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"When your values are clear to you, making decisions becomes easier." - Roy E. Disney


I’d like to identify and discuss our value sets as artists. These values can be as simple or as complex as you feel comfortable sharing, and if you haven’t taken the time before to think through what your values are as an artist, this is a great time! We have touched on values several times in previous weeks and I’d like to discuss in more detail value systems and the role they play in our artistic lives.

My answer:

  1. Always be improving/growing

  2. Stay curious and open to new things

  3. Build community and give back more than I get

  4. Maintain & Balance/Harmony

Thoughts and Actions:

Your values are the things that you believe are important in the way you live and work. They (should) determine your priorities, and, deep down, they're probably the measures you use to tell if your life and work is turning out the way you want it to.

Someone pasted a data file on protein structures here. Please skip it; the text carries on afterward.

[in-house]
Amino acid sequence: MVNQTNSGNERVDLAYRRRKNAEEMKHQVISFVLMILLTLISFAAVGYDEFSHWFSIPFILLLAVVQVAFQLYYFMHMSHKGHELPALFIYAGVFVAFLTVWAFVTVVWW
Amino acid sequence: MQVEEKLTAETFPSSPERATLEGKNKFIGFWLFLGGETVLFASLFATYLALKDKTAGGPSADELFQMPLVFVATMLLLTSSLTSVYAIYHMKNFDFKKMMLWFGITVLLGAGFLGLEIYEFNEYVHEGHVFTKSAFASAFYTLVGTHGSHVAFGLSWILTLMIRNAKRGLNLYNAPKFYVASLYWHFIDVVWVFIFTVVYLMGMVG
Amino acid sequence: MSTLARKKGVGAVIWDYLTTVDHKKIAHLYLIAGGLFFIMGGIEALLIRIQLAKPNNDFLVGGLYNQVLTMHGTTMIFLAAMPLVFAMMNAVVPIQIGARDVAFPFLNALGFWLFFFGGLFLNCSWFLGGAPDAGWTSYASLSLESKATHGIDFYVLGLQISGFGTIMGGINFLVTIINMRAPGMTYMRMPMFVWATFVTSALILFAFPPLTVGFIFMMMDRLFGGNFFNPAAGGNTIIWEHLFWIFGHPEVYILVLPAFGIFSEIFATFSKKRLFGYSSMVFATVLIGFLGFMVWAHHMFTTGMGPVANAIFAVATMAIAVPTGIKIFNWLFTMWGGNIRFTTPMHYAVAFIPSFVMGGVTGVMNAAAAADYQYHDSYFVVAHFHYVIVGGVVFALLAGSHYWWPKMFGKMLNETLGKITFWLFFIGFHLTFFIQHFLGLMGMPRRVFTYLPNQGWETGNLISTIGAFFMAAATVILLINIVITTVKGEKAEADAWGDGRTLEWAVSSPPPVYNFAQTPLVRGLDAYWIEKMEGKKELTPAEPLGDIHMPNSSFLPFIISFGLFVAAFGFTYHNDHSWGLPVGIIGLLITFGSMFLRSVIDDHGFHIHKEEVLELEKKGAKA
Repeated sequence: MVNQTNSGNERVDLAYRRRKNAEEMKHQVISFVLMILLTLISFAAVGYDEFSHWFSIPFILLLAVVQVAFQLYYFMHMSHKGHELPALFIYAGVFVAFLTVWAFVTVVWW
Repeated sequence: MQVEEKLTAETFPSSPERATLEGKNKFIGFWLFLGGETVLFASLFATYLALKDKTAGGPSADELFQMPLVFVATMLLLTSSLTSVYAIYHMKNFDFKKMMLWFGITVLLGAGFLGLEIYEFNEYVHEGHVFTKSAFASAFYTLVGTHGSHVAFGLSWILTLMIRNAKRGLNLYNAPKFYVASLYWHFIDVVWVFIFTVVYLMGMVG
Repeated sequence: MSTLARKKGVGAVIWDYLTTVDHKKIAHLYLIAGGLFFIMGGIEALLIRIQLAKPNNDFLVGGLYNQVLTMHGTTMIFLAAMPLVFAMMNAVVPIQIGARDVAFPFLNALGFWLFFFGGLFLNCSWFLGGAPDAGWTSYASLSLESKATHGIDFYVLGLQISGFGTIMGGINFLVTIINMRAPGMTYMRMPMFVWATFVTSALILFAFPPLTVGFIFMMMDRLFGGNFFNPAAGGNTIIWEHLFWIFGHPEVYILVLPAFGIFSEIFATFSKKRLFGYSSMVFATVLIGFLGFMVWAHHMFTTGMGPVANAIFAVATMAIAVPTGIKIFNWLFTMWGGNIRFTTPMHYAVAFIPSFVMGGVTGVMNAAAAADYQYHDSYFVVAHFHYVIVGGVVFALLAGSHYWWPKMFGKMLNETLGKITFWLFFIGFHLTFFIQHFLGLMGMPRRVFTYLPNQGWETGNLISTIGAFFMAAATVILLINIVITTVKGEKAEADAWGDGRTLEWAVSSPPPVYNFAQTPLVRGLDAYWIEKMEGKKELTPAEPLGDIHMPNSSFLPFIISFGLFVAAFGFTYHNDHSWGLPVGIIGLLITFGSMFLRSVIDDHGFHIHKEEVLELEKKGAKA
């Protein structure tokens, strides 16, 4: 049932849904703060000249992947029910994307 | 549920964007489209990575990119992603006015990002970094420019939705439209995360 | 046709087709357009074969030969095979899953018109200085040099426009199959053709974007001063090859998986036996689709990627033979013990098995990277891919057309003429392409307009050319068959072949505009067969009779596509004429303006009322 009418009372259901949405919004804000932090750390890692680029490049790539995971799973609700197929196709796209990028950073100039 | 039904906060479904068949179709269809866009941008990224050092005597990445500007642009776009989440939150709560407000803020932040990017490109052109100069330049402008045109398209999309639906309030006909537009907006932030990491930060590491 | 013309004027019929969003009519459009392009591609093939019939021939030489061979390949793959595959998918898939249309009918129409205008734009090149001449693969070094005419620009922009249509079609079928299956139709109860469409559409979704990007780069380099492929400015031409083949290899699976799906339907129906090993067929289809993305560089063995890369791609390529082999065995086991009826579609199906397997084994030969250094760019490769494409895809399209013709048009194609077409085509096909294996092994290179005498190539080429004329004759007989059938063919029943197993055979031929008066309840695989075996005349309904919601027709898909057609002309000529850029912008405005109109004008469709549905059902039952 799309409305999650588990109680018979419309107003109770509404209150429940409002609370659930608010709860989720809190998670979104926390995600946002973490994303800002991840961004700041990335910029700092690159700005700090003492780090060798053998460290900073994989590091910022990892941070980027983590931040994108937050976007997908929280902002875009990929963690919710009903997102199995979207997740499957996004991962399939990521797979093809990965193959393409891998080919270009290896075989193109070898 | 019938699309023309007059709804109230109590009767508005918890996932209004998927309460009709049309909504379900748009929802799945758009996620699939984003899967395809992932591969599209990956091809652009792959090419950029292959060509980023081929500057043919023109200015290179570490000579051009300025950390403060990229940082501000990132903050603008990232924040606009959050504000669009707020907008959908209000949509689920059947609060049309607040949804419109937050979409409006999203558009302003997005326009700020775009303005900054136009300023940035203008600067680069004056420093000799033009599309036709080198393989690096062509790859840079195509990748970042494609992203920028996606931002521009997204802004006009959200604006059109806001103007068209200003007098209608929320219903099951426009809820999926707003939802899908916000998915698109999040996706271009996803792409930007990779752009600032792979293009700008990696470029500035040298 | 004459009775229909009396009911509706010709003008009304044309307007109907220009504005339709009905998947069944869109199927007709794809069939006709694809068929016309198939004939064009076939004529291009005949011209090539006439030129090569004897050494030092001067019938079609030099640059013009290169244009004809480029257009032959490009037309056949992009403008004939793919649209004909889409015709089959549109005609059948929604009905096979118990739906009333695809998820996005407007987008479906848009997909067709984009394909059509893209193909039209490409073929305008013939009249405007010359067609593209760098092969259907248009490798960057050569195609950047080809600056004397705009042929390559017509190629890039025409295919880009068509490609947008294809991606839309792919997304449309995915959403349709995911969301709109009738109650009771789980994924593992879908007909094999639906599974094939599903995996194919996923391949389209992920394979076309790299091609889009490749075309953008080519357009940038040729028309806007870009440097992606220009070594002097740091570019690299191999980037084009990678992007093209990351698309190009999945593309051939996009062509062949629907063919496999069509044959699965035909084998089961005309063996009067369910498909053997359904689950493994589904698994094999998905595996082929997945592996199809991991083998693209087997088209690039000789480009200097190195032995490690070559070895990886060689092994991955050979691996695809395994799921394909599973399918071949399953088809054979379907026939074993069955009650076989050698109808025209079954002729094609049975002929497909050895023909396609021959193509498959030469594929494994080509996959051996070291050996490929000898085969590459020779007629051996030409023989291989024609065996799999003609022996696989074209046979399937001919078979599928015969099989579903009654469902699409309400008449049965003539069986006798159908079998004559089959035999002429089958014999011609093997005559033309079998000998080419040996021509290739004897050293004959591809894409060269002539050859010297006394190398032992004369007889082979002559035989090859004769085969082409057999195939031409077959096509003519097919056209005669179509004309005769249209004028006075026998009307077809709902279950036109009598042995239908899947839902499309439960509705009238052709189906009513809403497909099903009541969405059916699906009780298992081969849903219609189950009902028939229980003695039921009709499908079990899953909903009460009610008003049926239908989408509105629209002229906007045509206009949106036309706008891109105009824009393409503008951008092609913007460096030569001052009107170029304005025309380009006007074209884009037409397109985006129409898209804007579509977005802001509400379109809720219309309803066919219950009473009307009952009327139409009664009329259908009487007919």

You have to be honest about your values. Or, they just don’t work, infact, they can work against you… If your actions and products are incongruent with your described value set you will lose your credibility.

Achieving success with our work is not nearly as important as your definition of success. And that’s where your value set becomes important. If you have to lie, cheat and steal your way to success… suddenly, success becomes a bad thing. And of course that sounds extreme, but if we don’t remain true to a REAL value set, little by little… we  can stray further from the work we want to make and the person we want to be.

Personal values are the measuring sticks by which we determine what is a successful body of work. For some people success means money, bookings, sales… while for other its means experiences. Its all defined by what we value.

When you value things that are outside your control, you essentially give up your life to that thing. We’ve talked about perfectionism… 

In the same way you don’t notice your breathing until you’re asked to focus on it, we don’t generally notice the values that guide our work until we are called out or asked about them.

So, how can we define our values? Lets start with some questions:

What does a success look like to you?

What do you want from your practice?

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